Not the last word
Half a world and almost six centuries separate the two men: Bishop Thaddeus Ma Daqin of Shanghai in 2012 and Lord Chancellor of England Thomas More in 1535. Yet, they resemble each other in what matters.
Both rose through dedicated service. More served as King Henry VIII’s most trusted counselor. Daqin towered in the Patriotic Catholic Association (PCA), communist China’s agency to leash Catholics.
More refused assent to Henry VIII’s divorce from the barren Catherine of Aragon to marry Anne Boleyn. For spurning the First Succession Act, which “anointed” Henry VIII as the Church of England’s head, More was imprisoned.
“To defy the king means death,” a messenger warned. “Is that all, my Lord?” More replied. “All that means is I will die today and you will die tomorrow.” His last words on the scaffold in 1535 were: “I die the King’s good servant—but God’s first.”
At St. Ignatius Cathedral in Shanghai, Daqin said after his ordination as bishop: “Once you assume your pastoral job, your body and heart should be completely focused on pastoral things.” He quit the PCA.
“The congregation broke out in loud applause,” Washington Post reported. “Beijing’s attitude toward all faiths has been hardening, particularly as the once-in-a-decade transition of the ruling Politburo approaches. The bishop disappeared. Caesar demanded for itself what should be rendered to God.
Fast forward to “International Religious Freedom Report 2011,” just released by the US State Department. Today, more than a billion live under governments that systematically repress liberty to worship. “New technologies have given repressive governments additional tools.”
They include the use of anti-blasphemy laws or terrorism as excuse to curb religious groups.
There was marked deterioration in China where only five state-sanctioned “patriotic religious associations” may legally hold worship services in state-approved sites: Buddhist, Taoist, Muslim, Catholic and Protestant. But Catholics professing loyalty to the Vatican are not permitted to register. Shut out too are Baptists, etc. Catechizing or preaching in “unregistered” places of worship is proscribed. Spiritual groups, like Falun Gong, are outlawed. Crackdowns on Christian house churches, such as the Shouwang church in Beijing, continue. Communist Party members must be atheists.
Muslims living in the Xinjiang Uighur Autonomous Region encounter severe interference. Similarly suppressed was the Tibetan Autonomous Region. Intrusion into Buddhist monasteries and nunneries sparked at least 12 self-immolations by Tibetans.
“Religious freedom does not exist in any form” in North Korea. Pyongyang has four state-controlled churches. One is designated Catholic. The government-established Korean Catholic Association supposedly serves the Changchun church. “It has no ties with the Vatican. Nor are there Catholic priests residing in the country. Missionaries are arrested. Scarcity of information makes it difficult to confirm reports on imprisonment of believers.”
In contrast, religious freedom is “generally respected in law and practice” by Buddhist Thailand, Catholic Philippines, Confucian Singapore and Muslim Indonesia. But Jakarta recently detained and imprisoned individuals under its blasphemy law.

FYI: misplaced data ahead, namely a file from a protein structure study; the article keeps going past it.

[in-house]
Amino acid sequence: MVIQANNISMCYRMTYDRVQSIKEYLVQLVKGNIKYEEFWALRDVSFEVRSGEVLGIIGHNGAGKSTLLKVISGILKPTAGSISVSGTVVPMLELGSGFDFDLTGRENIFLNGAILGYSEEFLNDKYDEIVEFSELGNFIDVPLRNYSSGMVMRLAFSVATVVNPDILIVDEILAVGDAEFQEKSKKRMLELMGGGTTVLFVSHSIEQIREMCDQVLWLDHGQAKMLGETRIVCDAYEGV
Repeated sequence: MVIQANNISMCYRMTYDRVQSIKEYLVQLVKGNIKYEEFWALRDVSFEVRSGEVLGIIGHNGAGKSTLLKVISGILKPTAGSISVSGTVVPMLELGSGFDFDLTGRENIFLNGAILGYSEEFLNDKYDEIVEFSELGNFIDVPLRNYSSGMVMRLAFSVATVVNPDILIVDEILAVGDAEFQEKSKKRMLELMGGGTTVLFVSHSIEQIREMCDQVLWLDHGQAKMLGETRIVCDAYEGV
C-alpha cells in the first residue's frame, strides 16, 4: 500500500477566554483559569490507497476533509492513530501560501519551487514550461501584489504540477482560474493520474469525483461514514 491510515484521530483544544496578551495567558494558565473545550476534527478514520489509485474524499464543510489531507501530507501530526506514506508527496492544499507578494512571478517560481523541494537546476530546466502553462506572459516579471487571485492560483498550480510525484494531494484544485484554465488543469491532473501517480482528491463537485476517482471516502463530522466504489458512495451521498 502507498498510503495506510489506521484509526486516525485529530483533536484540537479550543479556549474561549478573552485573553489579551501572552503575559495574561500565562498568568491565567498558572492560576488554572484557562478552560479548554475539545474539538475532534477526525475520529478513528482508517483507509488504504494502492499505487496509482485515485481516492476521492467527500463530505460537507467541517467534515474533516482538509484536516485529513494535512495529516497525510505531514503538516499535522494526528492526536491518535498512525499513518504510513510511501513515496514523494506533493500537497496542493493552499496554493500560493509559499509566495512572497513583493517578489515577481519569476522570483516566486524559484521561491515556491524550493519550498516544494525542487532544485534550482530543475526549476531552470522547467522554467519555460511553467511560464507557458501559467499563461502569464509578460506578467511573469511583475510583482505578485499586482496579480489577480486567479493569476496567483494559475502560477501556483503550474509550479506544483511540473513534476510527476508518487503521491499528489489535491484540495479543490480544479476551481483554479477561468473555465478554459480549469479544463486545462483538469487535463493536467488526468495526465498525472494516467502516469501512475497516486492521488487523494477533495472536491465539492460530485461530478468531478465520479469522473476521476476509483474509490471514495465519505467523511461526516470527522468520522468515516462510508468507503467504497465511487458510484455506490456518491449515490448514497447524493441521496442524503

Burma released Buddhist monks arrested in the 2007 Saffron Revolt. But others continue to serve long prison sentences. The government refused to recognize the Muslim Rohingya ethnic minority as citizens and imposed restrictions on movement and marriage.
Christians face challenges in Vietnam. The government holds religious prisoners. Hundreds of churches await registration by local authorities in the northwest highlands. Hanoi has not allowed the publication of the Bible in the modern H’mong language, despite pledging to do so.
Governments increasingly use blasphemy, apostasy, and defamation of religion laws to suppress liberties. In Pakistan, individuals calling for reform of blasphemy laws continue to be killed. A Christian woman, Aasia Bibi, is awaiting an appeal of her 2010 death sentence for blasphemy. The verdict touched off a debate within the country.
Russia generally respects religious freedom. But violent extremism in the North Caucasus region led to the use of the “Law on Combating Extremist Activity” to justify raids on religious organizations, detain and restrict the freedom to worship of minority group members. This pattern is reflected in Bahrain, Iraq and Nigeria. “Authorities often failed to distinguish between peaceful religious practice and criminal or terrorist activities.”
Specially affected are minorities, caught in the swirl of political and demographic transitions. Egypt took greater measure for greater inclusiveness. But it faltered to curb rising violence against Coptic Christians. The Libyan Supreme Court overturned a law that criminalized insults against Islam. But Gadhafi-era laws remained in the books.
Countries in Europe are becoming more ethnically, racially and religiously diverse. These demographic changes are sometimes accompanied by growing xenophobia, anti-Semitism, anti-Muslim sentiment, and intolerance toward people considered “the other.” Belgium and France have laws restricting dresses which adversely affect Muslims and others. In Zamboanga City, the Muslim community is upset by a Pilar College policy that bans wearing of the hijab, Inquirer’s Noralyn Mustafa reports.
Despite abuses of religious freedom, “change is possible,” the report asserts. Countries whose constitution, laws and practices protect religious freedom and human rights (are) the most vibrant and stable. “Intolerance does not have the last word,” the US report says.
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